Some students across Muscogee County could be reassigned to different schools if the district implements the rezoning it is proposing.
Central Region chief James Wilson presented the idea, which superintendent David Lewis calls “spot rezoning,” during the school board’s recent retreat, but the district hasn’t released any documents to clearly explain this proposal, leaving much still unknown.
In addition, the school district hasn’t responded to the Ledger-Enquirer’s request for the number of students or the names of the schools that would be affected by the rezoning.
The rezoning has three main goals, according to the information presented at the retreat: make room for growth in north Columbus; more efficiently use space in south Columbus; and accommodate the impact of the August opening of the new Spencer High School, which is being constructed on Fort Benning Road.
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The school board will be asked to approve any rezoning, Lewis said. Before that, he said, the district will conduct public forums to explain the proposal and receive feedback.
“I’d like to hear how the community feels about it,” he said.
The dates of the forums are not yet available.
Growth in North Columbus
School district officials want to make room for more growth in elementary schools such as Double Churches, Mathews and North Columbus, where some grade levels don’t have space for additional students. Some students who moved into those attendance zones this school year were assigned instead to schools farther away from their homes because of the lack of space.
For example, Wilson said, some students who live three blocks from Double Churches are assigned to North Columbus, and their parents say they don’t understand why they must fight traffic to get to North Columbus when they could go to the closer school.
“We need to look not just at their attendance issues now but what they’re going to be in the next couple of years,” Wilson said.
Wilson said MCSD hasn’t determined the “exact streets and neighborhoods” that would be affected by the rezoning.
Lewis added, “We also want to talk with the city planners to see what’s planned as far as developments in the future, … so we don’t cause a rolling multiyear rezoning. We want to do it right the first time.”
Low enrollments in South Columbus
Cusseta Road and Muscogee elementary schools were closed four years ago and consolidated into Dorothy Height Elementary School.
“It was a simple plan, it was an easy transition, but four years in now, we’re seeing that it wasn’t the best plan,” Wilson said.
The problem is that some schools have enrollments less than what the state requires for them to be fully funded. For example, Wilson said, St. Marys Road Magnet Academy has capacity for more than 500 students but has less than 400.
Rezoning will make room for Dorothy Height to add pre-kindergarten classes, taking two of the seven from South Columbus, and help fill spaces elsewhere, Wilson said.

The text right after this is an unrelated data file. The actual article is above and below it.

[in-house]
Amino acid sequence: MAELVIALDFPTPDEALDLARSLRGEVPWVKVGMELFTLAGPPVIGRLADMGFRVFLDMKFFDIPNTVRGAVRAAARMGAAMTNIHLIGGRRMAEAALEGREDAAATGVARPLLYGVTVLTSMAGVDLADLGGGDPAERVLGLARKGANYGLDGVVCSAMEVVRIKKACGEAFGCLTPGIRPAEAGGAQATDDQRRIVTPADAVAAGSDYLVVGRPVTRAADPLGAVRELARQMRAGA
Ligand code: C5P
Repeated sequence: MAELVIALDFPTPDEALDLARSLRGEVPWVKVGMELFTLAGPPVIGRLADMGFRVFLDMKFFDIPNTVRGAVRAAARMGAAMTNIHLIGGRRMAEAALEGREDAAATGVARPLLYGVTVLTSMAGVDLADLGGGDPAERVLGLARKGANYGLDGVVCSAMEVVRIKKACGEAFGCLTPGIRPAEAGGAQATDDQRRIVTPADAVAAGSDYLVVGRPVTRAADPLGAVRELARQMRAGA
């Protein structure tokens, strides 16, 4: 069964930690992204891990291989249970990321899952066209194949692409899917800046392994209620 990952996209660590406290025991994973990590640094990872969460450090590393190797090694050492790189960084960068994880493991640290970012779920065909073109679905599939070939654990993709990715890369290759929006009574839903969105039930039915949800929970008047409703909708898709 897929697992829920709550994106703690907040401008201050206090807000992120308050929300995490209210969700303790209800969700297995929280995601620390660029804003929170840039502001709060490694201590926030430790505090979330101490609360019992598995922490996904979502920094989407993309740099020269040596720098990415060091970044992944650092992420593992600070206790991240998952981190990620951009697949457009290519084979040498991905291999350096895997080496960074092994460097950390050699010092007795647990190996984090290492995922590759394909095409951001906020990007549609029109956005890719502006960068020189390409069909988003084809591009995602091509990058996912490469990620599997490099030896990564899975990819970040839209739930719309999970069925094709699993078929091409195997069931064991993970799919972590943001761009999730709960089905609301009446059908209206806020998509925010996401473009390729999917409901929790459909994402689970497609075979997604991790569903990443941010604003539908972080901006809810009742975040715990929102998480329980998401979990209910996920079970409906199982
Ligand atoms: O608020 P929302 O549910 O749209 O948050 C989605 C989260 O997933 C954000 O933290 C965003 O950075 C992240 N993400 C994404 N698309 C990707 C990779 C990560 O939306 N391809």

“We may wind up getting not a third but a fourth class (at Dorothy Height) before it’s said and done,” he added.
Dorothy Height has the largest kindergarten population in MCSD, Wilson said, with six kindergarten classes. But less than 60 percent of those students attended a pre-K class anywhere, he noted.
Bringing students back to Spencer High
Spencer High’s current enrollment is less than 800 students, Wilson said. The state fully funds high schools only when they have at least 970 students. Spencer’s new facility is being constructed to accommodate more than 1,200 students.
One neighborhood and one apartment complex are right across the street from the new Spencer, Wilson said, with about 100 eligible students, which will bring the school closer to full state funding. Spencer also has about 100 students from its attendance zone going to other high schools because of approved hardships, Wilson said. He expects they will return to Spencer when the new building opens next school year.
“The same thing (happened) with Carver,” Wilson said. “They will come back. They will.”
Carver’s enrollment is about 1,150. The proposed rezoning for the new Spencer would decrease Carver’s enrollment to around 1,050, “which is a great high school number,” Wilson said.
“It’s still above (state) funding and will allow both of those schools to grow,” he said.
Exceptions could be made for some students
There could be some exceptions to the proposed rezoning.
Wilson said rising fifth-graders and their siblings could remain in their elementary school; rising juniors and seniors and their siblings could remain in their high school; and students in any specialized program and their siblings could remain in their current school.
The school district already has proposed changes to MCSD’s pre-K program — adding six Early Success Centers to the current nine. That does not require a board vote. But the pre-K proposal “is dependent, in part, on the spot rezoning proposal to provide the space availability needed to fully implement the pre-K proposal,” Lewis wrote in an email to the Ledger-Enquirer.
Neither Lewis nor MCSD communications director Mercedes Parham responded to the Ledger-Enquirer’s question asking what part of the pre-K proposal depends on the rezoning.